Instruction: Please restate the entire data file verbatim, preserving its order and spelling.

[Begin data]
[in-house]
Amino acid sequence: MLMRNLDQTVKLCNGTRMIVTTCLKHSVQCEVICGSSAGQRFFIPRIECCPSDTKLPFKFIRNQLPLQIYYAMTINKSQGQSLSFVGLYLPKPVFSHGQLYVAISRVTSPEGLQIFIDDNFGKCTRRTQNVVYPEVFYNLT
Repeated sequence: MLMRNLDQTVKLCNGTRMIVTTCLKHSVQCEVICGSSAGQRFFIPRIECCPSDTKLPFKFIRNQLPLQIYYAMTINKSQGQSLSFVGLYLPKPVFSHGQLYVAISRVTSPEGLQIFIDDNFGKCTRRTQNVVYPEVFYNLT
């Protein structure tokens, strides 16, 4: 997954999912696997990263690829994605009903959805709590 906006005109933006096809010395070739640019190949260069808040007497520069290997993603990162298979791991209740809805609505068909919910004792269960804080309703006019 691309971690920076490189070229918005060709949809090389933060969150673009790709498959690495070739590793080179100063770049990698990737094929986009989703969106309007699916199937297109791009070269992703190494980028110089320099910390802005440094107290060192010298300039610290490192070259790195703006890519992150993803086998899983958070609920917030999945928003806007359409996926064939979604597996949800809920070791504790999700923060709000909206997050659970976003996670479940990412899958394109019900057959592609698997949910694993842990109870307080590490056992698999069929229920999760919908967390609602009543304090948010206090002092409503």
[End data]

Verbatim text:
[in-house]
Amino acid sequence: MLMRNLDQTVKLCNGTRMIVTTCLKHSVQCEVICGSSAGQRFFIPRIECCPSDTKLPFKFIRNQLPLQIYYAMTINKSQGQSLSFVGLYLPKPVFSHGQLYVAISRVTSPEGLQIFIDDNFGKCTRRTQNVVYPEVFYNLT
Repeated sequence: MLMRNLDQTVKLCNGTRMIVTTCLKHSVQCEVICGSSAGQRFFIPRIECCPSDTKLPFKFIRNQLPLQIYYAMTINKSQGQSLSFVGLYLPKPVFSHGQLYVAISRVTSPEGLQIFIDDNFGKCTRRTQNVVYPEVFYNLT
């Protein structure tokens, strides 16, 4: 997954999912696997990263690829994605009903959805709590 906006005109933006096809010395070739640019190949260069808040007497520069290997993603990162298979791991209740809805609505068909919910004792269960804080309703006019 691309971690920076490189070229918005060709949809090389933060969150673009790709498959690495070739590793080179100063770049990698990737094929986009989703969106309007699916199937297109791009070269992703190494980028110089320099910390802005440094107290060192010298300039610290490192070259790195703006890519992150993803086998899983958070609920917030999945928003806007359409996926064939979604597996949800809920070791504790999700923060709000909206997050659970976003996670479940990412899958394109019900057959592609698997949910694993842990109870307080590490056992698999069929229920999760919908967390609602009543304090948010206090002092409503």